I was recently asked by one of my local students to help guide a guitar group. The group meets monthly for a social gathering of acoustic guitar players as well as for the opportunity to play and learn together. My student’s admission to a lack of experience of how best to develop a more cohesive group for playing together was his initial inspiration to bring me in for some suggestions.


What is amusing to me is that I have never played in a  band. Never. However, I have been in many situations during my career that have required me to be a part of a group of players for an entertainment event. I have run into this scenario in theatre settings, during televised interviews, at conferences, at trade shows, and when I have invited a special guest or two to join me. Learning to share the stage with other players is a unique experience for the soloist. And it’s a lot of fun.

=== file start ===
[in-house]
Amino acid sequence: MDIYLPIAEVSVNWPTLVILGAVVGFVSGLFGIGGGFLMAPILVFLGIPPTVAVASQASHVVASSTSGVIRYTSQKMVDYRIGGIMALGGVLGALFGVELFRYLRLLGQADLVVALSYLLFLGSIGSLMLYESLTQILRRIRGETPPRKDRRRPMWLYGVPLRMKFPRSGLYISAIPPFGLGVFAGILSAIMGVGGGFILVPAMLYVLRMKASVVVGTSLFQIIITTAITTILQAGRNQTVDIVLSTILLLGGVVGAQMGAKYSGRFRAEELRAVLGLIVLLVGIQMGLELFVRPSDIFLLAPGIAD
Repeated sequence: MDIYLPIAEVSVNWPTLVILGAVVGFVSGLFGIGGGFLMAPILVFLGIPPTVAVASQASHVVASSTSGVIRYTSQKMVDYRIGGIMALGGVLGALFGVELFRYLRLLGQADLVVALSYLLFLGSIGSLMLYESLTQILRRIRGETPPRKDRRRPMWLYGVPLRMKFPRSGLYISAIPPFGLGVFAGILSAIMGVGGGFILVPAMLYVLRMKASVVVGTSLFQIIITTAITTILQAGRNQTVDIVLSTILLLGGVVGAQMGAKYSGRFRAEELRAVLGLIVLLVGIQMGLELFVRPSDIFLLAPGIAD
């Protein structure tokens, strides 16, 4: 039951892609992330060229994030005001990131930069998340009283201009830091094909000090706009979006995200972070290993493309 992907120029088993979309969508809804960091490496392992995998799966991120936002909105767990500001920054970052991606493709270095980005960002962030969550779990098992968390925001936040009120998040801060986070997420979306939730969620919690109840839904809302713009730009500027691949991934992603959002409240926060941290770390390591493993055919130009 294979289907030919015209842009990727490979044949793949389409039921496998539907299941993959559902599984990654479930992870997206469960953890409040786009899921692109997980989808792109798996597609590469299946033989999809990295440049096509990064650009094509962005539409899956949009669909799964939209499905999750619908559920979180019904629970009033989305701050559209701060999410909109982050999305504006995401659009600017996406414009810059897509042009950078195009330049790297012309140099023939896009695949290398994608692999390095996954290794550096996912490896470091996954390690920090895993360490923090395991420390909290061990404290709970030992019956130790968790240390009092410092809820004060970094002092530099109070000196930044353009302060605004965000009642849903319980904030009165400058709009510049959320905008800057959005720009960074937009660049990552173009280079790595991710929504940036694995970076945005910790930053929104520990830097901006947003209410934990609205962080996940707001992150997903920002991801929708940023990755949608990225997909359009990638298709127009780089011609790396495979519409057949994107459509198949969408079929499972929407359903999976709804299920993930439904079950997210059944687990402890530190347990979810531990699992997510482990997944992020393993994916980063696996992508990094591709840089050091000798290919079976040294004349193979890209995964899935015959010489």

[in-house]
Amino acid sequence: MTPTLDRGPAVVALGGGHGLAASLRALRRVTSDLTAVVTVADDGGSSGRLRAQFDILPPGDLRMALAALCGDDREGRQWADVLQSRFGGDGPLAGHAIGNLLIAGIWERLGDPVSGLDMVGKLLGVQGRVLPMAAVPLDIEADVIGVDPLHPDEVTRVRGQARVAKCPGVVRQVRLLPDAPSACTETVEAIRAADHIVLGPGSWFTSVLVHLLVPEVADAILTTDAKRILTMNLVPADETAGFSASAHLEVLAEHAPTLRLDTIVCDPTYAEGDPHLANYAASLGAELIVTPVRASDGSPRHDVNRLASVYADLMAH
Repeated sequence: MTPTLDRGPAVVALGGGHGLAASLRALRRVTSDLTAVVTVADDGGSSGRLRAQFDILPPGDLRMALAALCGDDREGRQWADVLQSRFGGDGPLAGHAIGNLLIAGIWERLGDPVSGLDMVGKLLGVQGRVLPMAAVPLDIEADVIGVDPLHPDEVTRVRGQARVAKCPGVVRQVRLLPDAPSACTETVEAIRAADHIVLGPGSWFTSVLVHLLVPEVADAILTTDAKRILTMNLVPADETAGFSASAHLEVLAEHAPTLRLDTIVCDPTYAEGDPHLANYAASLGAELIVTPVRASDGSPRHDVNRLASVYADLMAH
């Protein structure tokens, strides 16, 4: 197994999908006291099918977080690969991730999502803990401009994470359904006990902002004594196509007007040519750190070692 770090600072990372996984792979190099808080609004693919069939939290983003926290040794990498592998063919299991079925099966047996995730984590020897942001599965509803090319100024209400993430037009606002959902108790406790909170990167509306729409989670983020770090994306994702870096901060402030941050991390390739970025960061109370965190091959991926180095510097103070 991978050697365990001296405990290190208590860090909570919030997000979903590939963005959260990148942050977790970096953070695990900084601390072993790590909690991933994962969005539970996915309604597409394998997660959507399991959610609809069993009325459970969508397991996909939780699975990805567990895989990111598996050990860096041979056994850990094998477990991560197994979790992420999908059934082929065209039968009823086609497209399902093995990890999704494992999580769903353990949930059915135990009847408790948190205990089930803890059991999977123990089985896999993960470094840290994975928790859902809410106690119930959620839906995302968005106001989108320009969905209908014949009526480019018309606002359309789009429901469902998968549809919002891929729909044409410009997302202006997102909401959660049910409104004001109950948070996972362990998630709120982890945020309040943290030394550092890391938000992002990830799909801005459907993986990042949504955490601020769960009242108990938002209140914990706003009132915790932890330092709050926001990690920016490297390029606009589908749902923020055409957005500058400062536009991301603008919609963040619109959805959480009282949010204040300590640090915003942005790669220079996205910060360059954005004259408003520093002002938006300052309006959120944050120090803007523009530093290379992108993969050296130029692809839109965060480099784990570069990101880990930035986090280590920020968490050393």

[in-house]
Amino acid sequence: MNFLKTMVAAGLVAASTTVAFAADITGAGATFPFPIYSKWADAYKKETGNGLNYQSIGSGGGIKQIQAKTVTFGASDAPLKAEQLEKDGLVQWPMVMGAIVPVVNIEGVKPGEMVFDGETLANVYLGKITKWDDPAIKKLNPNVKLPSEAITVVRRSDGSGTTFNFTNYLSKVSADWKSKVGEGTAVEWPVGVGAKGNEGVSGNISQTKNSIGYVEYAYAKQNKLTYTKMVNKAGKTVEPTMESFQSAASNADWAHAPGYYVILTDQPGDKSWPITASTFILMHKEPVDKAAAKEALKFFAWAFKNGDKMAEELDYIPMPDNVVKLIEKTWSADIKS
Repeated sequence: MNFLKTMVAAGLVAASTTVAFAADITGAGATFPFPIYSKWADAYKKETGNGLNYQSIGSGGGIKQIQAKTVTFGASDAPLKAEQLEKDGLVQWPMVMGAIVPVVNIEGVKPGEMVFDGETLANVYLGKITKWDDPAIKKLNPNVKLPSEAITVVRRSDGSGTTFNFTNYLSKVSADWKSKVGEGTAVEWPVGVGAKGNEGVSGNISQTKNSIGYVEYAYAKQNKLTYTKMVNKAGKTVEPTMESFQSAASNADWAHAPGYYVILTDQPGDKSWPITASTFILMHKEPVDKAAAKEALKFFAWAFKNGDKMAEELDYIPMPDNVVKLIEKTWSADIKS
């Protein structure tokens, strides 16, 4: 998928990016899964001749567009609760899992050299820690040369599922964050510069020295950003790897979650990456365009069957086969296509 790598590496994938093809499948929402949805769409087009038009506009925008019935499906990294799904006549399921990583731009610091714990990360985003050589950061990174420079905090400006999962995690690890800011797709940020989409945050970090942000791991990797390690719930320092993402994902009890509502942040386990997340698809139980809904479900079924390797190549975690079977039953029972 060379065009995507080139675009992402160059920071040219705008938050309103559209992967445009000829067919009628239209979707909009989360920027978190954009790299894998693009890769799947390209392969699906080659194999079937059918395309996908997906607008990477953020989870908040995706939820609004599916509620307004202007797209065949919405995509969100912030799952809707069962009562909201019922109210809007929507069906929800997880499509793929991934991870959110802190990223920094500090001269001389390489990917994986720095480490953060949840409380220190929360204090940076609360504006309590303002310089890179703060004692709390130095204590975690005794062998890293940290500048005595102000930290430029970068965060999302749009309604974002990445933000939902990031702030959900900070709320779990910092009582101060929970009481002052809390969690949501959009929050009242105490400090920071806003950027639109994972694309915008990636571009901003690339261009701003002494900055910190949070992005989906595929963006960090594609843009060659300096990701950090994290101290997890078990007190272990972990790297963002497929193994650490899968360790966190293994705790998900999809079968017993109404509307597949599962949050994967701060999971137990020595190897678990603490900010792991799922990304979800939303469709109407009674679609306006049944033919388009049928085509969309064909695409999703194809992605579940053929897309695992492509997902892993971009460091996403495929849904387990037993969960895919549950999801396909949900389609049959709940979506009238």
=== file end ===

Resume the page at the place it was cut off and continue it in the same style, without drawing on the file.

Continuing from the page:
When I met with the group, I first determined the strengths and weaknesses of each player. I then selected simple requirements in order to turn off any real or imaginary pressures that the players might be feeling in their heads and hands. Finally, each player had a specific assignment ranging from clapping their hands, tapping on the guitar, fingerpicking a pattern, or strumming some simple rhythms. 
As different players were directed to come in and out with their part during the performance of a few selected tunes, cohesiveness among the group began to emerge after a period of complete chaos. It was amazing to witness the ebb and flow of the music and the newly acquired coordination of the players as they all tried to correct their timing, jumping off then jumping back in again. Most importantly, they all discovered the fun of playing in an ensemble. 



Originally posted 2011-03-21 23:27:32.